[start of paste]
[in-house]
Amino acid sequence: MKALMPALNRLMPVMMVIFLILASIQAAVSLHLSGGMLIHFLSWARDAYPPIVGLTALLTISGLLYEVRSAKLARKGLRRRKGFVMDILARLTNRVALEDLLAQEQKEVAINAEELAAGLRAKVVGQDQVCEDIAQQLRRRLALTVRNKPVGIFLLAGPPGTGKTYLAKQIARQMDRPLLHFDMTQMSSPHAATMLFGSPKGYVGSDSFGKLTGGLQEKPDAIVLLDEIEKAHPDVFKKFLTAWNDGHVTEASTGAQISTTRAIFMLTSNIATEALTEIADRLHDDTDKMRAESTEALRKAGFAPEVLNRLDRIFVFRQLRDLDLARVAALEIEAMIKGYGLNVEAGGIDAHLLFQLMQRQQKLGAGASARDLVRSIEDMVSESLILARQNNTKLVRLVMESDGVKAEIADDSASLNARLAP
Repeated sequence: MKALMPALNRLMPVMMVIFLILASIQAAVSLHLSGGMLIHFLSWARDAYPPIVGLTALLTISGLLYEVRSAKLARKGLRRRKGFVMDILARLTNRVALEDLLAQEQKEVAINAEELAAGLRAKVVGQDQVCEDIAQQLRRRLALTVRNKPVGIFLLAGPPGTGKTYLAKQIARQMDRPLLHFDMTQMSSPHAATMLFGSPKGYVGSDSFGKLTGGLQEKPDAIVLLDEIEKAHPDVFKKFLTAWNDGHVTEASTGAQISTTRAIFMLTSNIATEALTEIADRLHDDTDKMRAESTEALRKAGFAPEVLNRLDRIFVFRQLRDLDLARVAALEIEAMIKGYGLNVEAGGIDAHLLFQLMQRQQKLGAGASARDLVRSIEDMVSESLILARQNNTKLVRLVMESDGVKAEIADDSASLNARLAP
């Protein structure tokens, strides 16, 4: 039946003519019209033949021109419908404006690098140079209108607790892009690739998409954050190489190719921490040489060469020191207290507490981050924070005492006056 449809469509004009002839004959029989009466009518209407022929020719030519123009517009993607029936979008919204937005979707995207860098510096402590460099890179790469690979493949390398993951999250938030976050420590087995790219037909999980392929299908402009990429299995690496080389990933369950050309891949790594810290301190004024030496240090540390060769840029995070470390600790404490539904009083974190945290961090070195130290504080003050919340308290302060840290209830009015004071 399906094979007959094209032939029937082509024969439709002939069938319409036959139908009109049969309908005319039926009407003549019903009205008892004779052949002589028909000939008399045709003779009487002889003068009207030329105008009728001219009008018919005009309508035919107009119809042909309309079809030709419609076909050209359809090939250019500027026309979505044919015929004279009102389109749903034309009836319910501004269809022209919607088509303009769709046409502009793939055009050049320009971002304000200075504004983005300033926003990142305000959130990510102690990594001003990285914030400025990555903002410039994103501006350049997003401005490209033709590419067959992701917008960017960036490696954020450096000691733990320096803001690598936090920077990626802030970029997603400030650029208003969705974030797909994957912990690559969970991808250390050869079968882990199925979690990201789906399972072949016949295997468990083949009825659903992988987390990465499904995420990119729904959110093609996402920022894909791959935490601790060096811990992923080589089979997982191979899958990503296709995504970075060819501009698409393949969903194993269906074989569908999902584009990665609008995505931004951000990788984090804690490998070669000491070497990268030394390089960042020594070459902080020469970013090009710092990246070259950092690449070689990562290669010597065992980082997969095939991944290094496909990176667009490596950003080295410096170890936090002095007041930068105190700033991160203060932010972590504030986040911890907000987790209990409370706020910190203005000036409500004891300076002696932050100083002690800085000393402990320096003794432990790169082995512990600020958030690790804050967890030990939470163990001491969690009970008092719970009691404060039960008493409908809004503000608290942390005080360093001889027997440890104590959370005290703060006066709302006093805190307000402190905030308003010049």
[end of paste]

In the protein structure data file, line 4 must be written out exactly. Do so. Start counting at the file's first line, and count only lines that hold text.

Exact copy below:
């Protein structure tokens, strides 16, 4: 039946003519019209033949021109419908404006690098140079209108607790892009690739998409954050190489190719921490040489060469020191207290507490981050924070005492006056 449809469509004009002839004959029989009466009518209407022929020719030519123009517009993607029936979008919204937005979707995207860098510096402590460099890179790469690979493949390398993951999250938030976050420590087995790219037909999980392929299908402009990429299995690496080389990933369950050309891949790594810290301190004024030496240090540390060769840029995070470390600790404490539904009083974190945290961090070195130290504080003050919340308290302060840290209830009015004071 399906094979007959094209032939029937082509024969439709002939069938319409036959139908009109049969309908005319039926009407003549019903009205008892004779052949002589028909000939008399045709003779009487002889003068009207030329105008009728001219009008018919005009309508035919107009119809042909309309079809030709419609076909050209359809090939250019500027026309979505044919015929004279009102389109749903034309009836319910501004269809022209919607088509303009769709046409502009793939055009050049320009971002304000200075504004983005300033926003990142305000959130990510102690990594001003990285914030400025990555903002410039994103501006350049997003401005490209033709590419067959992701917008960017960036490696954020450096000691733990320096803001690598936090920077990626802030970029997603400030650029208003969705974030797909994957912990690559969970991808250390050869079968882990199925979690990201789906399972072949016949295997468990083949009825659903992988987390990465499904995420990119729904959110093609996402920022894909791959935490601790060096811990992923080589089979997982191979899958990503296709995504970075060819501009698409393949969903194993269906074989569908999902584009990665609008995505931004951000990788984090804690490998070669000491070497990268030394390089960042020594070459902080020469970013090009710092990246070259950092690449070689990562290669010597065992980082997969095939991944290094496909990176667009490596950003080295410096170890936090002095007041930068105190700033991160203060932010972590504030986040911890907000987790209990409370706020910190203005000036409500004891300076002696932050100083002690800085000393402990320096003794432990790169082995512990600020958030690790804050967890030990939470163990001491969690009970008092719970009691404060039960008493409908809004503000608290942390005080360093001889027997440890104590959370005290703060006066709302006093805190307000402190905030308003010049």